The Queen has discussed memories of her Coronation in 1953, divulging how heavy and quite impractical the crown is.

The 91-year-old royal, who is the longest living British monarch, has given a rare glimpse into her unusual life, and how it feels to wear the Crown Jewels. She claims it is so heavy that she has to keep her head lifted in fear of breaking her neck.

Elizabeth II recalls the day she was made Queen of England at the age of 25 in a BBC documentary, describing what it is like to wear the crown.

It was adapted slightly for her following the death of her father, George VI, with the crown being worn at the end of the Coronation and for most State Openings of Parliament since.

Gesturing to the height of the crown's arches in the programme, she quips: "You see, it's much smaller isn't it?!"

She adds: "You know, it would have been up to about there when my father wore it."

Expert on the Crown Jewels, Alastair Bruce, who is in conversation with the Queen, says: "I mean it was huge then."

Her Majesty replies: "Yes, very unwieldy."

"It's difficult to always remember that diamonds are stones and so they're very heavy," said Bruce.

The Queen said: "Yes, fortunately my father and I have about the same sort of shaped head. But once you put it on it stays. I mean it just remains on."

Prince Charles, Prince of Wales, Britain's Camilla, Duchess of Cornwall US actress and fiancee of Britain's Prince Harry Meghan Markle Britain's Queen Elizabeth II Britain's Prince Harry and Britain's Prince Philip, Duke of Edinburgh
(L-R) Britain's Prince Charles, Prince of Wales, Britain's Camilla, Duchess of Cornwall US actress and fiancee of Britain's Prince Harry Meghan Markle Britain's Queen Elizabeth II Britain's Prince Harry and Britain's Prince Philip, Duke of Edinburgh leave after attending the Royal Family's traditional Christmas Day church service at St Mary Magdalene Church in Sandringham, Norfolk, eastern England, on December 25, 2017. ADRIAN DENNIS/AFP/Getty Images)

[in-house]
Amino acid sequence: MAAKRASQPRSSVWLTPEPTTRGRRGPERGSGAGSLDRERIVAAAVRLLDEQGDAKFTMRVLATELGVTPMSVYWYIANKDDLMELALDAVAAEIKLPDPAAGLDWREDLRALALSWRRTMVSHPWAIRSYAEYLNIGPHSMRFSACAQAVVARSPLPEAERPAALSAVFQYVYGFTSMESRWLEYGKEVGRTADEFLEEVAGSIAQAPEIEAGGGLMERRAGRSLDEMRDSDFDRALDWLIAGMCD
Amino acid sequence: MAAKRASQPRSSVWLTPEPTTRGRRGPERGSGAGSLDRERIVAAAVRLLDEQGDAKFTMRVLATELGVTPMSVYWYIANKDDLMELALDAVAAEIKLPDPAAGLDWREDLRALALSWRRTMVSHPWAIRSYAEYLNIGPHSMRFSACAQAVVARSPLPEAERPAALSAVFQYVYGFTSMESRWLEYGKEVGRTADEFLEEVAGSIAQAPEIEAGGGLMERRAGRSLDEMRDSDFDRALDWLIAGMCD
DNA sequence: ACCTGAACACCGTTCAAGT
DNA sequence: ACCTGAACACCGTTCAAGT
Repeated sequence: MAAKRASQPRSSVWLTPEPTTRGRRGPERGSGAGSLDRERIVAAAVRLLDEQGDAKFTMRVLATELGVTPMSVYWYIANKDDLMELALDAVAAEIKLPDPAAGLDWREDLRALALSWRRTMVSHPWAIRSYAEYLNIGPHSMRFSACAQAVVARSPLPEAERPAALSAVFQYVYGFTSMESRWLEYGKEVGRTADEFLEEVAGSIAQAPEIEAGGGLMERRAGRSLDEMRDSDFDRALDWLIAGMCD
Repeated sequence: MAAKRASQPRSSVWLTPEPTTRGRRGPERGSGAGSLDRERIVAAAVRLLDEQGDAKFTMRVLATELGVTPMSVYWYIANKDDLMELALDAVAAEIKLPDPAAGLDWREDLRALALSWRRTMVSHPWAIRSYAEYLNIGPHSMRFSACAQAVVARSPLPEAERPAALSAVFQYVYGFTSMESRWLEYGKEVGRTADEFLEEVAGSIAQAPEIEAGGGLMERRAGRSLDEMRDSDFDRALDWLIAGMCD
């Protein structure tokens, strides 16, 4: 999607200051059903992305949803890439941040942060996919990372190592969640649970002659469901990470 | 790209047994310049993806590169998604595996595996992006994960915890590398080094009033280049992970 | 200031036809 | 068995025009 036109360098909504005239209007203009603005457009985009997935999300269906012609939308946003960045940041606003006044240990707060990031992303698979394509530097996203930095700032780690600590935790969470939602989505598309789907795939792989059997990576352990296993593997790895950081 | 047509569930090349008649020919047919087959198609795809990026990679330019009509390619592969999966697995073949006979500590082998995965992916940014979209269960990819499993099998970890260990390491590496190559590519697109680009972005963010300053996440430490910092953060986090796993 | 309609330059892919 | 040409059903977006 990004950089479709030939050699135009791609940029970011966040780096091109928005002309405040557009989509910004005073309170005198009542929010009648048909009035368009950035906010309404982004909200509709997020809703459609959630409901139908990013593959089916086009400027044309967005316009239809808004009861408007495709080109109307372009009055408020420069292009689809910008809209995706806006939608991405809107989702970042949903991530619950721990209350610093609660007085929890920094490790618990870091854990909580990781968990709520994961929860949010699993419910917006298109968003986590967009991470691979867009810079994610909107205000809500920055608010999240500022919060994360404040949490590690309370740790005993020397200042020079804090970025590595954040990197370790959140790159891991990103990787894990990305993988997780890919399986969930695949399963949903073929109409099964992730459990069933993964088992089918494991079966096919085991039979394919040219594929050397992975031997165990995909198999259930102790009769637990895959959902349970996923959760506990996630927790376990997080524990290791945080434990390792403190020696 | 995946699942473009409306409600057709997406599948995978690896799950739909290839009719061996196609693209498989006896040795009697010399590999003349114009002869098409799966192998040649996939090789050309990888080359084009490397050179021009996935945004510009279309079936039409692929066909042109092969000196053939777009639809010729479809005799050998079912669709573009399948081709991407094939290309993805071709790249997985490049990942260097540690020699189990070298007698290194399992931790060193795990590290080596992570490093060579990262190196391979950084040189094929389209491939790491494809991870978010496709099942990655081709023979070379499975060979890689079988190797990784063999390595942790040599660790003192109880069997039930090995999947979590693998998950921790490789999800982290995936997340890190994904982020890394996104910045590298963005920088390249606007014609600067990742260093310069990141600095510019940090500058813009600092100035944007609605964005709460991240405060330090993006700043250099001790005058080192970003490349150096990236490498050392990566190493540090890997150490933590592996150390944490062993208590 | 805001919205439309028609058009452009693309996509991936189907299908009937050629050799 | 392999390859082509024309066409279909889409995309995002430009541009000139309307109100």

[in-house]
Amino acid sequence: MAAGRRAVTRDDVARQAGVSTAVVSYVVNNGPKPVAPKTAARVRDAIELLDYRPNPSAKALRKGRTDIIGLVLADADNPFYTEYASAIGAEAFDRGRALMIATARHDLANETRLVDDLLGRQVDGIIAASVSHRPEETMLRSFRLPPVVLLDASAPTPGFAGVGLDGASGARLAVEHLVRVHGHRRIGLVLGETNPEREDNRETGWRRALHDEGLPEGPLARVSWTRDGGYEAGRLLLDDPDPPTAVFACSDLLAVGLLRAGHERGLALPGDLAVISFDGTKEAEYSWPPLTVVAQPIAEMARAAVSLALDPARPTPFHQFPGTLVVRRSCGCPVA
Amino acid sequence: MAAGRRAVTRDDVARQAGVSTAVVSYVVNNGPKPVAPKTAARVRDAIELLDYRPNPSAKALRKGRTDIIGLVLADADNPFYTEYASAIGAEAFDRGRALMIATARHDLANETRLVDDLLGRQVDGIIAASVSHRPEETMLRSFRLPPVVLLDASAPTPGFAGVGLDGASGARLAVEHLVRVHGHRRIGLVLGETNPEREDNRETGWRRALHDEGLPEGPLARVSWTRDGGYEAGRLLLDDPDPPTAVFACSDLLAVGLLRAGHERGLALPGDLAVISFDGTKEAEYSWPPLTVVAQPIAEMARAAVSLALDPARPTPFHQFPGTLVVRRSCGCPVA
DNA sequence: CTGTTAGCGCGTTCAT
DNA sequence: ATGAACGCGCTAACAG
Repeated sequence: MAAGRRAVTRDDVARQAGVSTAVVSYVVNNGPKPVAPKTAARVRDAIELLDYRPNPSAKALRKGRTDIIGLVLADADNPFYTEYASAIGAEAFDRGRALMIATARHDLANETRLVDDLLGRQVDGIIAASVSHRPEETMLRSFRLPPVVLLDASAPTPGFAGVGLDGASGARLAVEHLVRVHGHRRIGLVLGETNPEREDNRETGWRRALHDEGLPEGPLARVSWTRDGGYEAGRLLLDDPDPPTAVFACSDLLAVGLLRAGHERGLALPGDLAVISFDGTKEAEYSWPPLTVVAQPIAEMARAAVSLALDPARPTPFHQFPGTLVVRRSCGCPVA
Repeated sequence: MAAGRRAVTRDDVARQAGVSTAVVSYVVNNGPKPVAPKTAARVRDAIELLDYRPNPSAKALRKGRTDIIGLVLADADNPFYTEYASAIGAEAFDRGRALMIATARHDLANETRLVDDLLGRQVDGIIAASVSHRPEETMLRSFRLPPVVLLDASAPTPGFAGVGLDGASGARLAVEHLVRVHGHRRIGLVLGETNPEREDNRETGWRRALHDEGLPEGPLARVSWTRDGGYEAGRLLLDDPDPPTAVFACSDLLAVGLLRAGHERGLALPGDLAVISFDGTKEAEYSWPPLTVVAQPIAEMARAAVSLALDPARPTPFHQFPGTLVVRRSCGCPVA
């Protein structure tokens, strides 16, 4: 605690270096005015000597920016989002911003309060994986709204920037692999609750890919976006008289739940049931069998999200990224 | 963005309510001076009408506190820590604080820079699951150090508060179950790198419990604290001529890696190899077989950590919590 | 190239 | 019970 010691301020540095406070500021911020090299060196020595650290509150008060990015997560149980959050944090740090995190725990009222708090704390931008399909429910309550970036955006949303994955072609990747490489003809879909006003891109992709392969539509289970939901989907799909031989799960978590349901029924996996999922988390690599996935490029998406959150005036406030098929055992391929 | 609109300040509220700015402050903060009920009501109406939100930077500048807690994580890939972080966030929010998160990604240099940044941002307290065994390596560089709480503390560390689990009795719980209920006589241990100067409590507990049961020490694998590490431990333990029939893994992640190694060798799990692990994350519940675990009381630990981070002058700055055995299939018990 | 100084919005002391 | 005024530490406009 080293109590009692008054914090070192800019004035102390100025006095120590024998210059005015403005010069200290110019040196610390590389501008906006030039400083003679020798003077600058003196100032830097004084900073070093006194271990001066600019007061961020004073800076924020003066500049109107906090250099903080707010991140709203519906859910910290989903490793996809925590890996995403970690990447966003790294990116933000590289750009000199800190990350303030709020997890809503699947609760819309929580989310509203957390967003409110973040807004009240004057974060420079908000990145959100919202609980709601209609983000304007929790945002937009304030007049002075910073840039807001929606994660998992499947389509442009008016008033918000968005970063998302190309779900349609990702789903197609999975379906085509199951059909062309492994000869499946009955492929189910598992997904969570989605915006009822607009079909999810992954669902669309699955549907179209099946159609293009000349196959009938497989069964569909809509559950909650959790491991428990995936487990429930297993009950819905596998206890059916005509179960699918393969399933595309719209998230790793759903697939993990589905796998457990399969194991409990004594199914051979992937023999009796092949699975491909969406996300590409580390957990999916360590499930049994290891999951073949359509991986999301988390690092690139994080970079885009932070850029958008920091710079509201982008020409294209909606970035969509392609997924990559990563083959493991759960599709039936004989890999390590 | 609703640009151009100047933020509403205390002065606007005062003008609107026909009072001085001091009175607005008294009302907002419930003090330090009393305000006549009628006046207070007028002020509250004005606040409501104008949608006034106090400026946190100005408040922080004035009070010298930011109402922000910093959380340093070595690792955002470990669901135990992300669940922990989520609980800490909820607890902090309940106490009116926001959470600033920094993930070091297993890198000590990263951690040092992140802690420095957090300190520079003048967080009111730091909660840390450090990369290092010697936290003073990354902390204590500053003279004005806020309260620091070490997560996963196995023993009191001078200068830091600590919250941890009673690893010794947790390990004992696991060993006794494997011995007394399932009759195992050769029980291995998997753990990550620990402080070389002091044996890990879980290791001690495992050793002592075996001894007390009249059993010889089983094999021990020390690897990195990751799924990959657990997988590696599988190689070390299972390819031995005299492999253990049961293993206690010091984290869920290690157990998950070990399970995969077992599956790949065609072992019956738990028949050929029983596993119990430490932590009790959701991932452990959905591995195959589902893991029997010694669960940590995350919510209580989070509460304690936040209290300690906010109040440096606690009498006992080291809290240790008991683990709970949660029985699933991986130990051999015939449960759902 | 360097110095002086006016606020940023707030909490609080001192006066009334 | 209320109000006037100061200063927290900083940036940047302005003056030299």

The pair watch footage of the Queen's coronation before Bruce remarks: "You have to keep your head very still."

The Queen agrees, adding: "Yes. And you can't look down to read the speech you have to take the speech up.

"Because if you did your neck would break, it would fall off. So there are some disadvantages to crowns, but otherwise they're quite important things."

The Queen rarely gives televised interviews, but the programme comes amid a revolution of the monarchy over the past 12 months, whereby the younger senior royal members have made regular TV appearances and her grandson Prince Harry is set to wed actress and divorcee Meghan Markle, who is older than him and a woman of colour.

She will do her fair share of reminiscing in the programme, which looks back at her father being crowned when she was just 11. It also features contributions from those involved in the ceremony, including a choirboy who sang solo.

The Crown Jewels, which form part of the Royal Collection, consist of 140 items containing 23,000 precious stones, and is in essence one of the world's most opulent and well-stocked jewellery boxes.

The Coronation airs Sunday at 8pm on BBC1.

Queen Elizabeth II,
Britain's Queen Elizabeth II leaves the church after the Royal Family's traditional Christmas Day service at St Mary Magdalene Church in Sandringham, Norfolk, eastern England, on December 25, 2017. ADRIAN DENNIS/AFP/Getty Images